Scheherazade Symphonic Suite op 35, op.24


Excerpt from Death and Transfiguration by Gerald Elias

“Loosely based on A Thousand and One Arabian Nights, the piece begins with a brief but foreboding introduction by the low brass, representing the voice of the Sultan Schariar, followed by the first of a half dozen exquisite violin solos portraying the seductive “once upon a time” voice of Scheherazade.  Moskowitz played the solos with the personality of the protagonist clearly in mind, never overly aggressive, just suggestive enough for the Persian princess to keep the Sultan salivating for more.   By the time Sinbad’s ship had crashed against the rocks in the last movement and Scheherazade completed her final commentary, tapering into a “happily ever after” cadence, Jacobus was reaffirmed in his affection for the particular performance, both by Herza and by Moskowitz, and for Rimsky-Korsakov’s skill in creating vivid musical imagery.  Jacobus began to ask himself the same old questions for which he knew he would never have the answers:  Why was it that when he listened to a recording for the thousand and first time, when he knew exactly what was going to happen, he was still enthralled by the music?  How is that we can connect certain sounds an orchestra makes with Sinbad’s ship crashing against rocks?  They really sound nothing like one another, yet we’d swear we can see the damn ship.  How is it that musicians who have nothing in common with the composer, nothing even in common with each other, can band together and create something miraculous?  Just look at Herza and Sherry O’Brien, ready to kill each other, two maladjusted humans, like himself he added, but cavorting like lovers as soon as the performance begins.  How different in personality, Jacobus thought, Scheherazade O’Brien was from her namesake. Or was she?"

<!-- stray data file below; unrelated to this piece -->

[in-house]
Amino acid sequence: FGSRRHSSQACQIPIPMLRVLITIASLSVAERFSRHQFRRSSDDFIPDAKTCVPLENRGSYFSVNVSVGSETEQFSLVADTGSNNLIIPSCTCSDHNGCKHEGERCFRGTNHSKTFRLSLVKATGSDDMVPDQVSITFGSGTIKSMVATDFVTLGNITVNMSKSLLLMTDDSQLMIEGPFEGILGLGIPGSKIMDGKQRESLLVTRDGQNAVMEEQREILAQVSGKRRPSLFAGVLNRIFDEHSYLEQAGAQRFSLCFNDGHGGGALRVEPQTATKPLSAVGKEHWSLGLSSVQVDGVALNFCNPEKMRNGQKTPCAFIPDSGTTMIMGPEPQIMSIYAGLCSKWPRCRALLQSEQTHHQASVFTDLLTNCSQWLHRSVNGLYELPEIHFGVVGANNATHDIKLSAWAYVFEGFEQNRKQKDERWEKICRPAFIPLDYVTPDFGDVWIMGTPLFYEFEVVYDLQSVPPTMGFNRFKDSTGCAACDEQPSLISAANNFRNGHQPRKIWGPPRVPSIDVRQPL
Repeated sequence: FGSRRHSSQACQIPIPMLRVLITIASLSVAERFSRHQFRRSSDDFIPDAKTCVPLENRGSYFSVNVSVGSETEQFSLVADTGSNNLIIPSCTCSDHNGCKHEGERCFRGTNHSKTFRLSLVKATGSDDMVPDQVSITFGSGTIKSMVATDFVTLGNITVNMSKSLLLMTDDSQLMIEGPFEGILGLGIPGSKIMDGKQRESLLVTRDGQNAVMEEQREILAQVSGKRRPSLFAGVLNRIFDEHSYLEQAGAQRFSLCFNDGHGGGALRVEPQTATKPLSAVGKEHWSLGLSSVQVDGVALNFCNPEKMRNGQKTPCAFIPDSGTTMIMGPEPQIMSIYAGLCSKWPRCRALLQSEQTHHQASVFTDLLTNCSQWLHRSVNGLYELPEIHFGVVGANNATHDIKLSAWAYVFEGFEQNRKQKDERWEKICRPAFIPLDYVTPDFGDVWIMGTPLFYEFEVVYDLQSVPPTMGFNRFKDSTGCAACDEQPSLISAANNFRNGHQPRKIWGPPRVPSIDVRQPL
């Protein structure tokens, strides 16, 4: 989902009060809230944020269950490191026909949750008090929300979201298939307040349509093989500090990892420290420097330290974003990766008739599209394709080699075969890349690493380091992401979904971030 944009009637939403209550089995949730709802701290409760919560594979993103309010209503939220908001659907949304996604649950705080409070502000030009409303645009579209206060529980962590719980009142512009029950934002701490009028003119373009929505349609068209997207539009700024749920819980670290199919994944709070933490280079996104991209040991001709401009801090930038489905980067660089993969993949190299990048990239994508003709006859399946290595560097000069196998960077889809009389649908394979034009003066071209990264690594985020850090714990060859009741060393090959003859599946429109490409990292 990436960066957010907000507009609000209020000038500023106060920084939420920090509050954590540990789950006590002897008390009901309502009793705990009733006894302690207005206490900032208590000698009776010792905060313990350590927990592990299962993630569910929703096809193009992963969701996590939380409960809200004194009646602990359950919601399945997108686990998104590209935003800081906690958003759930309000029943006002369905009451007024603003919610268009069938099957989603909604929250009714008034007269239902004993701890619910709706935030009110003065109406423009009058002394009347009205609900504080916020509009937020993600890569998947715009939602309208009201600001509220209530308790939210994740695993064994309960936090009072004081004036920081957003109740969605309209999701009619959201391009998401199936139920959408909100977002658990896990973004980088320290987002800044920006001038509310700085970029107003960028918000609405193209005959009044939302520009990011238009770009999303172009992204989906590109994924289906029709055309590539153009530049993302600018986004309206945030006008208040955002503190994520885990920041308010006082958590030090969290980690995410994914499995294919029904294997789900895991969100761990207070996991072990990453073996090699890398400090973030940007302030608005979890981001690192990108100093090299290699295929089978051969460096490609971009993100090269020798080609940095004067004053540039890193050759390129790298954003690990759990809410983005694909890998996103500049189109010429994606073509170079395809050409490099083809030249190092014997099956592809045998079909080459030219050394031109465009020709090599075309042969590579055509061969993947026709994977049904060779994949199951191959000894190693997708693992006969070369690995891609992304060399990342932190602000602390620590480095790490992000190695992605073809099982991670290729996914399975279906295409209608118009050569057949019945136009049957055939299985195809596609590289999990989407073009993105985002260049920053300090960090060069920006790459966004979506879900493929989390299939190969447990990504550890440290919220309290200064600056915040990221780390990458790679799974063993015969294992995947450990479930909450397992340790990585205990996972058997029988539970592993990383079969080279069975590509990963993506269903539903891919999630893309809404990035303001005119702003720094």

Music from Death and Transfiguration

Scheherazade, Symphonic Suite by Nicolai Rimsky-Korsakov
conducted by Andre Previn with the Vienna Philharmonic

If Richard Strauss had a rival who could match, stroke for stroke, his vast palette of orchestral color, it would be the Russian composer, Nicolai Rimsky-Korsakov, whose book on symphonic orchestration is a bible for would-be composers.

Perhaps no piece demonstrates Rimsky-Korsakov’s skill in this genre than his tour de force, the beloved symphonic suite, “Scheherezade.”  Throughout, the solo violin representing the seductive voice of the Persian princess is woven into the fabric of the music as she relates the story of Sinbad from the Thousand and One Nights.   Like Strauss, Rimsky-Korsakov paints a brilliant tone painting, from the hubbub of a bazaar to Sinbad’s ship being dashed against the rocks.